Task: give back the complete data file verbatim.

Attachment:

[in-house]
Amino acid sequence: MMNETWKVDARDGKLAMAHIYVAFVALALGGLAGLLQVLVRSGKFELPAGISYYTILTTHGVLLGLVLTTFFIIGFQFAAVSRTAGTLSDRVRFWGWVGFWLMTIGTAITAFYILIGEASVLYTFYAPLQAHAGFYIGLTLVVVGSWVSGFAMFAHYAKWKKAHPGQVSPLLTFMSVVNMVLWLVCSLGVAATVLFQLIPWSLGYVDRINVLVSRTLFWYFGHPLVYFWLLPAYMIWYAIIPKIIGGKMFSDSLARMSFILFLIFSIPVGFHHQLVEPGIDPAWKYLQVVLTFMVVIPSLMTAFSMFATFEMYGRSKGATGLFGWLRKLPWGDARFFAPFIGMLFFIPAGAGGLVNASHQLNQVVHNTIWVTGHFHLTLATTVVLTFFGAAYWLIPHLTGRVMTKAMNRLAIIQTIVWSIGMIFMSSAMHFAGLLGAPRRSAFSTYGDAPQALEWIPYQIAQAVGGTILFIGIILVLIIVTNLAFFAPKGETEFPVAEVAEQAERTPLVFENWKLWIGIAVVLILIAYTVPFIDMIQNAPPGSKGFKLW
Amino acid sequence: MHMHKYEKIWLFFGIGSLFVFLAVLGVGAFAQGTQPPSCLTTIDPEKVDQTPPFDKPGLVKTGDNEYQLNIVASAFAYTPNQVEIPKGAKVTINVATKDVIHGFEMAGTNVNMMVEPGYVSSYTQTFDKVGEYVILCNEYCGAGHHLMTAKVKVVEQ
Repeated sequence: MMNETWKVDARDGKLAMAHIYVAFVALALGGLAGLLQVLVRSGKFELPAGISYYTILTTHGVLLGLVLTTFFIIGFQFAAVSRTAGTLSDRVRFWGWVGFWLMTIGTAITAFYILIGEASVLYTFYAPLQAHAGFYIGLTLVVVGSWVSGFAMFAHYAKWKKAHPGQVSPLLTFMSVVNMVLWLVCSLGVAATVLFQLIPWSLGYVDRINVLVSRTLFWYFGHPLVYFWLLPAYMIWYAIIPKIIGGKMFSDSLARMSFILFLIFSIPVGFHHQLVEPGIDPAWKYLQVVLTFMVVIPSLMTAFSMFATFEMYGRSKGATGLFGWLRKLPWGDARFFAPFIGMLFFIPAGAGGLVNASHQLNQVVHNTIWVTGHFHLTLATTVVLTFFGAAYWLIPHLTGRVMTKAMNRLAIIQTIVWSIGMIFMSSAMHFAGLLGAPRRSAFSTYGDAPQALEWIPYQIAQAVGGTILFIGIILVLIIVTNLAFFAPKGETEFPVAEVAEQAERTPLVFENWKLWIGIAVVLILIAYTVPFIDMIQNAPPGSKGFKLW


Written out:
[in-house]
Amino acid sequence: MMNETWKVDARDGKLAMAHIYVAFVALALGGLAGLLQVLVRSGKFELPAGISYYTILTTHGVLLGLVLTTFFIIGFQFAAVSRTAGTLSDRVRFWGWVGFWLMTIGTAITAFYILIGEASVLYTFYAPLQAHAGFYIGLTLVVVGSWVSGFAMFAHYAKWKKAHPGQVSPLLTFMSVVNMVLWLVCSLGVAATVLFQLIPWSLGYVDRINVLVSRTLFWYFGHPLVYFWLLPAYMIWYAIIPKIIGGKMFSDSLARMSFILFLIFSIPVGFHHQLVEPGIDPAWKYLQVVLTFMVVIPSLMTAFSMFATFEMYGRSKGATGLFGWLRKLPWGDARFFAPFIGMLFFIPAGAGGLVNASHQLNQVVHNTIWVTGHFHLTLATTVVLTFFGAAYWLIPHLTGRVMTKAMNRLAIIQTIVWSIGMIFMSSAMHFAGLLGAPRRSAFSTYGDAPQALEWIPYQIAQAVGGTILFIGIILVLIIVTNLAFFAPKGETEFPVAEVAEQAERTPLVFENWKLWIGIAVVLILIAYTVPFIDMIQNAPPGSKGFKLW
Amino acid sequence: MHMHKYEKIWLFFGIGSLFVFLAVLGVGAFAQGTQPPSCLTTIDPEKVDQTPPFDKPGLVKTGDNEYQLNIVASAFAYTPNQVEIPKGAKVTINVATKDVIHGFEMAGTNVNMMVEPGYVSSYTQTFDKVGEYVILCNEYCGAGHHLMTAKVKVVEQ
Repeated sequence: MMNETWKVDARDGKLAMAHIYVAFVALALGGLAGLLQVLVRSGKFELPAGISYYTILTTHGVLLGLVLTTFFIIGFQFAAVSRTAGTLSDRVRFWGWVGFWLMTIGTAITAFYILIGEASVLYTFYAPLQAHAGFYIGLTLVVVGSWVSGFAMFAHYAKWKKAHPGQVSPLLTFMSVVNMVLWLVCSLGVAATVLFQLIPWSLGYVDRINVLVSRTLFWYFGHPLVYFWLLPAYMIWYAIIPKIIGGKMFSDSLARMSFILFLIFSIPVGFHHQLVEPGIDPAWKYLQVVLTFMVVIPSLMTAFSMFATFEMYGRSKGATGLFGWLRKLPWGDARFFAPFIGMLFFIPAGAGGLVNASHQLNQVVHNTIWVTGHFHLTLATTVVLTFFGAAYWLIPHLTGRVMTKAMNRLAIIQTIVWSIGMIFMSSAMHFAGLLGAPRRSAFSTYGDAPQALEWIPYQIAQAVGGTILFIGIILVLIIVTNLAFFAPKGETEFPVAEVAEQAERTPLVFENWKLWIGIAVVLILIAYTVPFIDMIQNAPPGSKGFKLW